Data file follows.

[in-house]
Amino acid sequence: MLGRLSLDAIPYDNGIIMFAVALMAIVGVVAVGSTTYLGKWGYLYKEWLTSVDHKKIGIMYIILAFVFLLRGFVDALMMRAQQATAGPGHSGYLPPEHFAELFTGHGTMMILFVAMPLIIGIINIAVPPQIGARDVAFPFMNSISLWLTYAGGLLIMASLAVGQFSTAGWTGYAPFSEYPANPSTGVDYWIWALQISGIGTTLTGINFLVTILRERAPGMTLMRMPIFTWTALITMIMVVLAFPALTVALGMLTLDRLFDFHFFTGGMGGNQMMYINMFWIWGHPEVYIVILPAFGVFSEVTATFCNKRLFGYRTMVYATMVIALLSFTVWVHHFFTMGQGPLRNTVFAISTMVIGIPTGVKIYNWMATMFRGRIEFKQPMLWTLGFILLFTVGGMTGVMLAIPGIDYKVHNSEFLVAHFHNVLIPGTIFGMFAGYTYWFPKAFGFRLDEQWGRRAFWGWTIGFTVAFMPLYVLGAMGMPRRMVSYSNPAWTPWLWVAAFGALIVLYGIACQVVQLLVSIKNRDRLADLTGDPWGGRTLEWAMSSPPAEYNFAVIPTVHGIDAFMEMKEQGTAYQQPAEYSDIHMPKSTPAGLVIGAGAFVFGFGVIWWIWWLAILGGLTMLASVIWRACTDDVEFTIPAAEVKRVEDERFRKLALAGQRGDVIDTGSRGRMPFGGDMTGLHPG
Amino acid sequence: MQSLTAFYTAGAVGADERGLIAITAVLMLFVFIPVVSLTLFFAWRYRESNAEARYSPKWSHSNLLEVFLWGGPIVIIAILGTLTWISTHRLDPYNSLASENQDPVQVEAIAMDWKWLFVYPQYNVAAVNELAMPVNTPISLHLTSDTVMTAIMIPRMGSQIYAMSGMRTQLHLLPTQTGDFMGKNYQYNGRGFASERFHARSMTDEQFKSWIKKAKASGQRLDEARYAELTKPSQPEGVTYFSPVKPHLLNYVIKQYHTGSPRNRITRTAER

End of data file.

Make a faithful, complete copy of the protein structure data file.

[in-house]
Amino acid sequence: MLGRLSLDAIPYDNGIIMFAVALMAIVGVVAVGSTTYLGKWGYLYKEWLTSVDHKKIGIMYIILAFVFLLRGFVDALMMRAQQATAGPGHSGYLPPEHFAELFTGHGTMMILFVAMPLIIGIINIAVPPQIGARDVAFPFMNSISLWLTYAGGLLIMASLAVGQFSTAGWTGYAPFSEYPANPSTGVDYWIWALQISGIGTTLTGINFLVTILRERAPGMTLMRMPIFTWTALITMIMVVLAFPALTVALGMLTLDRLFDFHFFTGGMGGNQMMYINMFWIWGHPEVYIVILPAFGVFSEVTATFCNKRLFGYRTMVYATMVIALLSFTVWVHHFFTMGQGPLRNTVFAISTMVIGIPTGVKIYNWMATMFRGRIEFKQPMLWTLGFILLFTVGGMTGVMLAIPGIDYKVHNSEFLVAHFHNVLIPGTIFGMFAGYTYWFPKAFGFRLDEQWGRRAFWGWTIGFTVAFMPLYVLGAMGMPRRMVSYSNPAWTPWLWVAAFGALIVLYGIACQVVQLLVSIKNRDRLADLTGDPWGGRTLEWAMSSPPAEYNFAVIPTVHGIDAFMEMKEQGTAYQQPAEYSDIHMPKSTPAGLVIGAGAFVFGFGVIWWIWWLAILGGLTMLASVIWRACTDDVEFTIPAAEVKRVEDERFRKLALAGQRGDVIDTGSRGRMPFGGDMTGLHPG
Amino acid sequence: MQSLTAFYTAGAVGADERGLIAITAVLMLFVFIPVVSLTLFFAWRYRESNAEARYSPKWSHSNLLEVFLWGGPIVIIAILGTLTWISTHRLDPYNSLASENQDPVQVEAIAMDWKWLFVYPQYNVAAVNELAMPVNTPISLHLTSDTVMTAIMIPRMGSQIYAMSGMRTQLHLLPTQTGDFMGKNYQYNGRGFASERFHARSMTDEQFKSWIKKAKASGQRLDEARYAELTKPSQPEGVTYFSPVKPHLLNYVIKQYHTGSPRNRITRTAER